I am not a domestic goddess. This is not self-effacing or false modesty. There are many, many things I am good at and that I love to do. Culinary creations don’t feature on that list. (Much like sewing, although that’s a story all by itself).
In my mind, I have an image of the ideal home educating mom: spending all day making clay creatures and painting masterpieces and baking perfections and sewing pretty dolls and practical dresses that will double for Sunday Best. I don’t know why I imagine this, but I really do, and no amount of self-talk will change my perspective. (I imagine. I haven’t actually tried to talk myself out of this delusion yet).
As it happens, there is a fair amount of baking in our particular brand of home education, though this could be the result of the paradigm described above. We’ve baked cakes and cookies and … well, cakes and cookies. Lots of them. We use baking as a three-in-one whammy: home economics, maths (measuring, adding/subtracting, fractions, weighing etc), and language (reading). Plus it’s fun! And really, that’s what it’s all about for me.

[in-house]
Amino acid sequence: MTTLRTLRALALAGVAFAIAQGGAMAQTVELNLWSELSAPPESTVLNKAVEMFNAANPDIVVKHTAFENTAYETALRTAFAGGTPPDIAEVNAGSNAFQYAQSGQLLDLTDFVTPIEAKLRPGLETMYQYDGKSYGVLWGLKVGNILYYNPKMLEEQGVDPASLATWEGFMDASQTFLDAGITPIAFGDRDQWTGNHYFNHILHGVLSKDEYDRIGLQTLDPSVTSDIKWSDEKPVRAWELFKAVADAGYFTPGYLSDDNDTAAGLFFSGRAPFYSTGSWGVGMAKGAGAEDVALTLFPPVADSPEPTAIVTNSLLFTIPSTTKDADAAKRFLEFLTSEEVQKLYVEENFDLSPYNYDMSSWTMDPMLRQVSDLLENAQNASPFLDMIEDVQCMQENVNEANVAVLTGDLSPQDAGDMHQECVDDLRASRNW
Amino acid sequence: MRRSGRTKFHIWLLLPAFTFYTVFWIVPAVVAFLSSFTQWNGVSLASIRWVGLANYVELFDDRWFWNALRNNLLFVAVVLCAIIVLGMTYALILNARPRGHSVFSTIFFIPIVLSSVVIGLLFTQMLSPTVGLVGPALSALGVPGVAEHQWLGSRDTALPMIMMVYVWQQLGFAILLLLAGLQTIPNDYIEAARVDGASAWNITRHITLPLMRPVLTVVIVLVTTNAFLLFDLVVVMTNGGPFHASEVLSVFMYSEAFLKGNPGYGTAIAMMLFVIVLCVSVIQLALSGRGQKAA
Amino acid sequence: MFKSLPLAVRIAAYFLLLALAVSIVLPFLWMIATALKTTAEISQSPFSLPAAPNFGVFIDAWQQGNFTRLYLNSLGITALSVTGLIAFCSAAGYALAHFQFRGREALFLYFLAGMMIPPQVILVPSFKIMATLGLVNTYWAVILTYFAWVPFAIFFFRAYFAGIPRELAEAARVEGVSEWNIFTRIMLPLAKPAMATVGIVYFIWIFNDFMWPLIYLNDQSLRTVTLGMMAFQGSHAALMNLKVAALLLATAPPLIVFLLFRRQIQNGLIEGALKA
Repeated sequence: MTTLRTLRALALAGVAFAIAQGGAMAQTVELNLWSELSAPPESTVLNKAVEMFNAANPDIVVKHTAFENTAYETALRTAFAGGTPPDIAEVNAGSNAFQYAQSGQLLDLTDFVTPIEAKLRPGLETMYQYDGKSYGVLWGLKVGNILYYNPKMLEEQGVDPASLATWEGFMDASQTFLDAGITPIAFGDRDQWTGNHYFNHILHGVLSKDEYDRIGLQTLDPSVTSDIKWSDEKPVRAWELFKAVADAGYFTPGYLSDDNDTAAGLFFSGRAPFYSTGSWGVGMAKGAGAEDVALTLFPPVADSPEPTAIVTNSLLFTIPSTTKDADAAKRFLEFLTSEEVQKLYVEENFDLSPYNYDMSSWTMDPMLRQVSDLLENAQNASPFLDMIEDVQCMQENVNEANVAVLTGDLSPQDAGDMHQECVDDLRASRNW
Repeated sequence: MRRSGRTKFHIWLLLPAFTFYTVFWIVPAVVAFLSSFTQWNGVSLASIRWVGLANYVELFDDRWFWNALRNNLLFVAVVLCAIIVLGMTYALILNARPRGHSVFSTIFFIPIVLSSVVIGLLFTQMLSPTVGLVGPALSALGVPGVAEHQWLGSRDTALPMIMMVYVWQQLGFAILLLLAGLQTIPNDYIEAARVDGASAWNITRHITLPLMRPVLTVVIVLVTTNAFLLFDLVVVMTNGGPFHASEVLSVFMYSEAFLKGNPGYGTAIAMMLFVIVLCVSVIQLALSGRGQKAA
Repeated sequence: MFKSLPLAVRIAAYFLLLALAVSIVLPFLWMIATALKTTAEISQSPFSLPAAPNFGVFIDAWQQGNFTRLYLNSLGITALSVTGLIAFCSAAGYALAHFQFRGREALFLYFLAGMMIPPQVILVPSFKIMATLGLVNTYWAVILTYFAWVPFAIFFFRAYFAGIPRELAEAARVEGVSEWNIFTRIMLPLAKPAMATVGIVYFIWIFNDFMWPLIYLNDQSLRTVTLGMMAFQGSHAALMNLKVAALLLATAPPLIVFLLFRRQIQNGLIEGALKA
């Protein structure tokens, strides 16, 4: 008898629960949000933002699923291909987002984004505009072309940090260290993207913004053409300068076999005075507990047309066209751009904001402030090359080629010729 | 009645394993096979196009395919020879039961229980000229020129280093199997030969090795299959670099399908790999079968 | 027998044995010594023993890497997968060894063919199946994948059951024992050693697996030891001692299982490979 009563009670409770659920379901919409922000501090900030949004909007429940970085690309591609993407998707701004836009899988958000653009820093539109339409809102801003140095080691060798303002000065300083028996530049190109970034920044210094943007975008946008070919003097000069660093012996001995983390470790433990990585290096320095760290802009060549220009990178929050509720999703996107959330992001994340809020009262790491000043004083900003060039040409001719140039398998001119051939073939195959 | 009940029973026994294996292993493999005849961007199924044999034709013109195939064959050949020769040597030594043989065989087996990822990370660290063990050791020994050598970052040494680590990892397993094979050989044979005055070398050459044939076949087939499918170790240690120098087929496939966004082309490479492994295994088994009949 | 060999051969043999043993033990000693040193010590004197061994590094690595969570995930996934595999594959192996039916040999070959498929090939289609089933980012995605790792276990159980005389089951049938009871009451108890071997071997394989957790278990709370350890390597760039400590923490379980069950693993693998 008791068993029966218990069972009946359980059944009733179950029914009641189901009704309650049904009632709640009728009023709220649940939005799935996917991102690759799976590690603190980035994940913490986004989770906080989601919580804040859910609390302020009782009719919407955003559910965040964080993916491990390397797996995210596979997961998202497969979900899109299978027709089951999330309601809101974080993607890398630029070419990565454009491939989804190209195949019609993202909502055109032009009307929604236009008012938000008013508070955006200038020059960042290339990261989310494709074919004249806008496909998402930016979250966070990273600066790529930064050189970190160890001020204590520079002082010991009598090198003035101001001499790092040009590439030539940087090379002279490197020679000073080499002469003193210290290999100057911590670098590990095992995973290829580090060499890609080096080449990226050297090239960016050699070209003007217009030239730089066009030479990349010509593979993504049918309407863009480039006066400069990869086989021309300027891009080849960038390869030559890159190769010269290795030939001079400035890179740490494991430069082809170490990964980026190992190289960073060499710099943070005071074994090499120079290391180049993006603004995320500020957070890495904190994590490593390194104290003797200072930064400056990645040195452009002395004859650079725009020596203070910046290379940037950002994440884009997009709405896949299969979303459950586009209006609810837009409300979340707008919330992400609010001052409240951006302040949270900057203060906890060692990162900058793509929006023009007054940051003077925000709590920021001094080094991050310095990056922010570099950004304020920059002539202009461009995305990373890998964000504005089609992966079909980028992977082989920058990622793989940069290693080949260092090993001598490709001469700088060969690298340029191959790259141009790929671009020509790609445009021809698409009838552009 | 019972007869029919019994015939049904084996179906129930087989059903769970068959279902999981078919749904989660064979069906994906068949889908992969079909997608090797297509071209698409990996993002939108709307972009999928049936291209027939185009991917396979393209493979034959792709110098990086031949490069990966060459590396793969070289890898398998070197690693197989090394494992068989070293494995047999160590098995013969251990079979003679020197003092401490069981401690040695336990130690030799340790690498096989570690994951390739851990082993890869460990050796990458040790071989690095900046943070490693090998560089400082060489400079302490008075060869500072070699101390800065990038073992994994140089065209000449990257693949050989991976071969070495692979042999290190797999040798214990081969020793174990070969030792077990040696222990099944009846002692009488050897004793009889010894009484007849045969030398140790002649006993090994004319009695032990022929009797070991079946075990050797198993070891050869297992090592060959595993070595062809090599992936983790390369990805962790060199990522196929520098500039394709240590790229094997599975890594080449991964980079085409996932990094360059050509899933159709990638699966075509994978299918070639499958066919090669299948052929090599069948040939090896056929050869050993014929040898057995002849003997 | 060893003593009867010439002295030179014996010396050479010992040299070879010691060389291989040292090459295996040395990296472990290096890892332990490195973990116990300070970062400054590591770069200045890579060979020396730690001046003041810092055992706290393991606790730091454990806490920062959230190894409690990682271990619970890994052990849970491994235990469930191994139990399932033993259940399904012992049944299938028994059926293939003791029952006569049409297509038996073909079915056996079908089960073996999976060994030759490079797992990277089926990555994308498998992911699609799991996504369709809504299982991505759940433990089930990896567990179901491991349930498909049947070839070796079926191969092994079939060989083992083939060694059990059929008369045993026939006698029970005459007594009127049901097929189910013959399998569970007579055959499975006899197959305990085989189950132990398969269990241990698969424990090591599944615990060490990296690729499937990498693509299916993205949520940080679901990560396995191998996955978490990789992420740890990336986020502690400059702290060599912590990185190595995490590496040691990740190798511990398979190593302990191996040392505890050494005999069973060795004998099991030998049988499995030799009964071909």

So today we baked once again. We’re studying trust and deception, so DD#1 read the story of the Gingerbread Man and the Fox (between cracking eggs and measuring flour and weighing sugar), while DD#2 read the ingredients and recipe steps, also helping with process of measuring and weighing and stirring. We all cleaned up and then I cut out and baked dozens of Gingerbread Men while the DDs watched the story of the Prodigal Son (deceived by people he trusted, not trusting his father – see how it all ties together?).
While I was turning the cookies out to cool I realised why it is that I am so bad at baking. (I really am, it’s totally not modest). There are a number of reasons, and here are some:
- I have useless recipe books with inaccurate proportions and half-baked (hur hur) methods.
- I don’t measure properly.
- I don’t mix properly.
- I never roll the dough out thinly enough or evenly enough.
- I don’t bake anything for long enough or at the right temperature.
- I spend more time worrying about tidying up and washing dishes than I do about the recipe.
- I don’t really care enough about the end result. As long as what comes out the other end if palatable and looks okay, I feel like it’s an accomplishment.
So now I know why I’m not a good baker, but I doubt I’ll change anything. We have a lot of fun, we always have a clean kitchen afterwards, and there are never any left overs. Perhaps my baking adventures aren’t that bad, after all …